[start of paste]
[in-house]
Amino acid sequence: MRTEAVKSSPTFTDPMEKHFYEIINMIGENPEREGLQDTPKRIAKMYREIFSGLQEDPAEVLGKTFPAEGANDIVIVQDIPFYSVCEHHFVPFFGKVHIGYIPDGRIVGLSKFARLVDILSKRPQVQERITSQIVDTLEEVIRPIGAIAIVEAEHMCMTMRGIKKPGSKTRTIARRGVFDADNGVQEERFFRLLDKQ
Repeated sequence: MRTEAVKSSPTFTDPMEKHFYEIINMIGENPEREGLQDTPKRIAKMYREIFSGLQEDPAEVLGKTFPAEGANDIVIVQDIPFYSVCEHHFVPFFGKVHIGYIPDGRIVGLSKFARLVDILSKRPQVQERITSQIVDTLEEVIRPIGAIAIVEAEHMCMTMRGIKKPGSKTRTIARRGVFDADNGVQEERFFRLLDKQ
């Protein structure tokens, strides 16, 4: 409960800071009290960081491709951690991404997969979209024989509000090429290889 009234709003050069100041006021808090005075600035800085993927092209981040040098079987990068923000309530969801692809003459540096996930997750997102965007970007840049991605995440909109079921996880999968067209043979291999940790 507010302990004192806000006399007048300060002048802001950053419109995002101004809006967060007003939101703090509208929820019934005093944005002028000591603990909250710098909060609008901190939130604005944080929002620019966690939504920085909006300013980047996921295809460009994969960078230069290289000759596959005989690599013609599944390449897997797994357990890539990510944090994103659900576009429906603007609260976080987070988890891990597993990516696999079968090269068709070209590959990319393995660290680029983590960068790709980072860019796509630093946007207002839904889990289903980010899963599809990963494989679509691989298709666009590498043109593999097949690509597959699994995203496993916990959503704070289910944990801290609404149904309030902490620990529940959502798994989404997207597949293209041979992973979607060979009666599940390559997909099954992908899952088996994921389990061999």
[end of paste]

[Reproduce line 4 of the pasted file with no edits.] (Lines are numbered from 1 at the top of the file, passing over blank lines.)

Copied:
């Protein structure tokens, strides 16, 4: 409960800071009290960081491709951690991404997969979209024989509000090429290889 009234709003050069100041006021808090005075600035800085993927092209981040040098079987990068923000309530969801692809003459540096996930997750997102965007970007840049991605995440909109079921996880999968067209043979291999940790 507010302990004192806000006399007048300060002048802001950053419109995002101004809006967060007003939101703090509208929820019934005093944005002028000591603990909250710098909060609008901190939130604005944080929002620019966690939504920085909006300013980047996921295809460009994969960078230069290289000759596959005989690599013609599944390449897997797994357990890539990510944090994103659900576009429906603007609260976080987070988890891990597993990516696999079968090269068709070209590959990319393995660290680029983590960068790709980072860019796509630093946007207002839904889990289903980010899963599809990963494989679509691989298709666009590498043109593999097949690509597959699994995203496993916990959503704070289910944990801290609404149904309030902490620990529940959502798994989404997207597949293209041979992973979607060979009666599940390559997909099954992908899952088996994921389990061999």